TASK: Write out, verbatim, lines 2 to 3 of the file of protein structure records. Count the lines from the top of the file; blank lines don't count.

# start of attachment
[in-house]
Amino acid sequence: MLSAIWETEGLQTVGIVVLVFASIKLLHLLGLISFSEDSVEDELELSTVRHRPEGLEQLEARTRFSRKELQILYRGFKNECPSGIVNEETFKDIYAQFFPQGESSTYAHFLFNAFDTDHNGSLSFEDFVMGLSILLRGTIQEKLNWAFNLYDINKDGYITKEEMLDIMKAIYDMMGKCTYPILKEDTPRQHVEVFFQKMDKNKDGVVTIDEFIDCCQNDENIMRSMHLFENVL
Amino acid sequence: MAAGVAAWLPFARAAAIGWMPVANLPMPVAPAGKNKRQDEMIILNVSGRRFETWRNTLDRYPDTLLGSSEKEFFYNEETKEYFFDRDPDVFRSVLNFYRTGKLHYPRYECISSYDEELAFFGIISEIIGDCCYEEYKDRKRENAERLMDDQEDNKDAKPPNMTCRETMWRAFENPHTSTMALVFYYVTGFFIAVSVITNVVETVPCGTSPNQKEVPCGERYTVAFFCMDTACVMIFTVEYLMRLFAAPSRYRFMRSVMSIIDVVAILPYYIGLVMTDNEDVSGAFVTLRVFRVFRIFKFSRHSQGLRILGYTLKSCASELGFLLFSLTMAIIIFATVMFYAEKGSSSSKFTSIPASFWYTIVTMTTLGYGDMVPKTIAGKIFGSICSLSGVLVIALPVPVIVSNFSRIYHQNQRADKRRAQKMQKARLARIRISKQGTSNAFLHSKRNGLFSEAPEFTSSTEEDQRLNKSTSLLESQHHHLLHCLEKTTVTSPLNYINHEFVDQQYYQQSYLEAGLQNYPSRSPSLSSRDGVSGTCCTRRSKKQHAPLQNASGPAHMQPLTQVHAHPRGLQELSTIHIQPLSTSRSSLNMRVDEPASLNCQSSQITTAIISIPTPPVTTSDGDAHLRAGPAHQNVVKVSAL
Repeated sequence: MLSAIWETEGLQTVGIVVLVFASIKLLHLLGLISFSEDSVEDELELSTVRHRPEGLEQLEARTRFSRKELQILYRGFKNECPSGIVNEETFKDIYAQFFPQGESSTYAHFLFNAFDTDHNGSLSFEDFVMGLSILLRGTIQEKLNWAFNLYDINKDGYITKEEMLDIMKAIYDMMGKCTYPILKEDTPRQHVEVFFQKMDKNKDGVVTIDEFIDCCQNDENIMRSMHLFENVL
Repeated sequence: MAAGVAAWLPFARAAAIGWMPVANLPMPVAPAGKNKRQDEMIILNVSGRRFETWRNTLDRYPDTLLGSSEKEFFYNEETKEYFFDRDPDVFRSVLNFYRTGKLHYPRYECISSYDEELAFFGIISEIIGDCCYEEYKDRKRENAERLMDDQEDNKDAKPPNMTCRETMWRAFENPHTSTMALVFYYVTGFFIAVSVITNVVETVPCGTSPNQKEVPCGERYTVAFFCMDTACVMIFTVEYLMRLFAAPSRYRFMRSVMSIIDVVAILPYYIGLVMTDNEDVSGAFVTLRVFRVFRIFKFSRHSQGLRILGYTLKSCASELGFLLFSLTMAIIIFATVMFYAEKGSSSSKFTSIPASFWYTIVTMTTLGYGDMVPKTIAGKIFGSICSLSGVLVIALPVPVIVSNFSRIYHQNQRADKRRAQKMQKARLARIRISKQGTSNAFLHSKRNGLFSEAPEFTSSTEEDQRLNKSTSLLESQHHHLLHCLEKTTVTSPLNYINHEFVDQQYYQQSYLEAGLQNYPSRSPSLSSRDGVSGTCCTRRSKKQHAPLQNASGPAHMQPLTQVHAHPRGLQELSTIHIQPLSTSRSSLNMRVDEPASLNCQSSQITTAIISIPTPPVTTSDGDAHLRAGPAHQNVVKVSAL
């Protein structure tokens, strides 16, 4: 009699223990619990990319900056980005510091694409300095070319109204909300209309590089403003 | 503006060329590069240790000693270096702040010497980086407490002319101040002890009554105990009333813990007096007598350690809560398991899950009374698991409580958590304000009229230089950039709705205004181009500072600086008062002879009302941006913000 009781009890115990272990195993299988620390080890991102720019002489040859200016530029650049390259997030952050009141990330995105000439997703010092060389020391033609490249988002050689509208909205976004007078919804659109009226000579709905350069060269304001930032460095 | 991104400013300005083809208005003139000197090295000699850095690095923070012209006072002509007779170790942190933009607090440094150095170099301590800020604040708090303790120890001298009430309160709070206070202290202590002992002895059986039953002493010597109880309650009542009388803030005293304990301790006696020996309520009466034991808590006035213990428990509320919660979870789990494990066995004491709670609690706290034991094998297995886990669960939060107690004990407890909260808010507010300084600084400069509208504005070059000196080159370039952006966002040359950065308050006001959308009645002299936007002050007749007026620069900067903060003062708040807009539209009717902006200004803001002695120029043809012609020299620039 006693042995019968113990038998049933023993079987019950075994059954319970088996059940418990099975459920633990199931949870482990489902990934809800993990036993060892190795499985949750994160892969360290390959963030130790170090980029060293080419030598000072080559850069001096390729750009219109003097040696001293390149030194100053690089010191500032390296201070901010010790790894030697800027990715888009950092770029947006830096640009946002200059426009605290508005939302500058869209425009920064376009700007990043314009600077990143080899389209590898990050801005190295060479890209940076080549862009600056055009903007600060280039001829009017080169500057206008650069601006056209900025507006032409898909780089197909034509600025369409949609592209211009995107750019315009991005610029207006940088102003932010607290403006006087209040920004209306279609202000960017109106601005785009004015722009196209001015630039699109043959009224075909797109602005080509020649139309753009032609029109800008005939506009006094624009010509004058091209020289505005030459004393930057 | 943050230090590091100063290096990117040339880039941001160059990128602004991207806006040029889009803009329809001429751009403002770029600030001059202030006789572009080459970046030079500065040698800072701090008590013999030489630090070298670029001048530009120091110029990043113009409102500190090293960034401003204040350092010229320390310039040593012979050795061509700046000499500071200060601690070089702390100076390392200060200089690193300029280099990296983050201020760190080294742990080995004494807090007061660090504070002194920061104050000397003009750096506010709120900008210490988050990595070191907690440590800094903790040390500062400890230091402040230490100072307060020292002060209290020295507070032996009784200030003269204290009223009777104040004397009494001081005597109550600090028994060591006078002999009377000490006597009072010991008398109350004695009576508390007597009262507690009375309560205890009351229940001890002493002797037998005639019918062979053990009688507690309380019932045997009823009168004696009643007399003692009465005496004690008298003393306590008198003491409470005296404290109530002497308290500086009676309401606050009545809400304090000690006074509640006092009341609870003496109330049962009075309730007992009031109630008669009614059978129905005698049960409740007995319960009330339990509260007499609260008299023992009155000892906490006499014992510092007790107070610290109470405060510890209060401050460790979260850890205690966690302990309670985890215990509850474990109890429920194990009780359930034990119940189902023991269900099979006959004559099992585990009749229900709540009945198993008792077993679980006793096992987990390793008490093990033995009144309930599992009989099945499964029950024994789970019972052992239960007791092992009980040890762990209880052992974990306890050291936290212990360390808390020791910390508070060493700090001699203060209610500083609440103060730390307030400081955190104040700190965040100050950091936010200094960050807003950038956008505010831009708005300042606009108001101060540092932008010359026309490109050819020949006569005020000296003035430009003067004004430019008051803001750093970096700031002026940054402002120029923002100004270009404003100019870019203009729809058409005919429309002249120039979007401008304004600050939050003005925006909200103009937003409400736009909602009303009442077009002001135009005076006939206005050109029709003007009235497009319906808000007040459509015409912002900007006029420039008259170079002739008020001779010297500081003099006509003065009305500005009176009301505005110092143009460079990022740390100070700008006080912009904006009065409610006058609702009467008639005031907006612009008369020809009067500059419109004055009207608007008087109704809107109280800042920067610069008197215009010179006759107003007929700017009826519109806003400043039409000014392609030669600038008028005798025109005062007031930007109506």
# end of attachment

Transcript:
Amino acid sequence: MLSAIWETEGLQTVGIVVLVFASIKLLHLLGLISFSEDSVEDELELSTVRHRPEGLEQLEARTRFSRKELQILYRGFKNECPSGIVNEETFKDIYAQFFPQGESSTYAHFLFNAFDTDHNGSLSFEDFVMGLSILLRGTIQEKLNWAFNLYDINKDGYITKEEMLDIMKAIYDMMGKCTYPILKEDTPRQHVEVFFQKMDKNKDGVVTIDEFIDCCQNDENIMRSMHLFENVL
Amino acid sequence: MAAGVAAWLPFARAAAIGWMPVANLPMPVAPAGKNKRQDEMIILNVSGRRFETWRNTLDRYPDTLLGSSEKEFFYNEETKEYFFDRDPDVFRSVLNFYRTGKLHYPRYECISSYDEELAFFGIISEIIGDCCYEEYKDRKRENAERLMDDQEDNKDAKPPNMTCRETMWRAFENPHTSTMALVFYYVTGFFIAVSVITNVVETVPCGTSPNQKEVPCGERYTVAFFCMDTACVMIFTVEYLMRLFAAPSRYRFMRSVMSIIDVVAILPYYIGLVMTDNEDVSGAFVTLRVFRVFRIFKFSRHSQGLRILGYTLKSCASELGFLLFSLTMAIIIFATVMFYAEKGSSSSKFTSIPASFWYTIVTMTTLGYGDMVPKTIAGKIFGSICSLSGVLVIALPVPVIVSNFSRIYHQNQRADKRRAQKMQKARLARIRISKQGTSNAFLHSKRNGLFSEAPEFTSSTEEDQRLNKSTSLLESQHHHLLHCLEKTTVTSPLNYINHEFVDQQYYQQSYLEAGLQNYPSRSPSLSSRDGVSGTCCTRRSKKQHAPLQNASGPAHMQPLTQVHAHPRGLQELSTIHIQPLSTSRSSLNMRVDEPASLNCQSSQITTAIISIPTPPVTTSDGDAHLRAGPAHQNVVKVSAL